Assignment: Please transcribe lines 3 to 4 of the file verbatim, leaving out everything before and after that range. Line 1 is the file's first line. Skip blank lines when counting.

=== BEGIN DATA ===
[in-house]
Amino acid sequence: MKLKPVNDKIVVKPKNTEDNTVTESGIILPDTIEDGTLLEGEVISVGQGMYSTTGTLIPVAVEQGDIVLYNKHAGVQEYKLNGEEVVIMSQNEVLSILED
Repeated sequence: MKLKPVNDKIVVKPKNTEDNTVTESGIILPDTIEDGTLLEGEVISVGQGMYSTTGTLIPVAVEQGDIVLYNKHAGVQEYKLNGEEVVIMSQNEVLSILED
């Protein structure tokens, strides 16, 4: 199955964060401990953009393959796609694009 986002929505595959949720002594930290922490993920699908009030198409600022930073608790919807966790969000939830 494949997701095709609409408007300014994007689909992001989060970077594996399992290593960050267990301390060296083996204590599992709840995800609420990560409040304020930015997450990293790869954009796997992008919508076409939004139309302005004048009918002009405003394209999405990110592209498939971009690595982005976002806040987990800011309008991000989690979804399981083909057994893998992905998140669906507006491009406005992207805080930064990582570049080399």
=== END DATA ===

Repeated sequence: MKLKPVNDKIVVKPKNTEDNTVTESGIILPDTIEDGTLLEGEVISVGQGMYSTTGTLIPVAVEQGDIVLYNKHAGVQEYKLNGEEVVIMSQNEVLSILED
């Protein structure tokens, strides 16, 4: 199955964060401990953009393959796609694009 986002929505595959949720002594930290922490993920699908009030198409600022930073608790919807966790969000939830 494949997701095709609409408007300014994007689909992001989060970077594996399992290593960050267990301390060296083996204590599992709840995800609420990560409040304020930015997450990293790869954009796997992008919508076409939004139309302005004048009918002009405003394209999405990110592209498939971009690595982005976002806040987990800011309008991000989690979804399981083909057994893998992905998140669906507006491009406005992207805080930064990582570049080399």